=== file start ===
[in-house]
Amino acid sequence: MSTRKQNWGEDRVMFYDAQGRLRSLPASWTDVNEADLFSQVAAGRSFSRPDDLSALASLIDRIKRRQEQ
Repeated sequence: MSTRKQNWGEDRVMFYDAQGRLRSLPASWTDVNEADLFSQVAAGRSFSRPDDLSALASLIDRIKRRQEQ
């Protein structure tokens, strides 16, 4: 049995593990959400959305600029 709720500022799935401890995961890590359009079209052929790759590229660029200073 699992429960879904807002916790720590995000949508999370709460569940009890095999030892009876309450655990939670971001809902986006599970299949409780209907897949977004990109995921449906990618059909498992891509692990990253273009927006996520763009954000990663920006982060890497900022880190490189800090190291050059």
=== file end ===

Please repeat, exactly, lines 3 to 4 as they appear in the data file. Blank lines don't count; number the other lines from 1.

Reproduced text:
Repeated sequence: MSTRKQNWGEDRVMFYDAQGRLRSLPASWTDVNEADLFSQVAAGRSFSRPDDLSALASLIDRIKRRQEQ
């Protein structure tokens, strides 16, 4: 049995593990959400959305600029 709720500022799935401890995961890590359009079209052929790759590229660029200073 699992429960879904807002916790720590995000949508999370709460569940009890095999030892009876309450655990939670971001809902986006599970299949409780209907897949977004990109995921449906990618059909498992891509692990990253273009927006996520763009954000990663920006982060890497900022880190490189800090190291050059």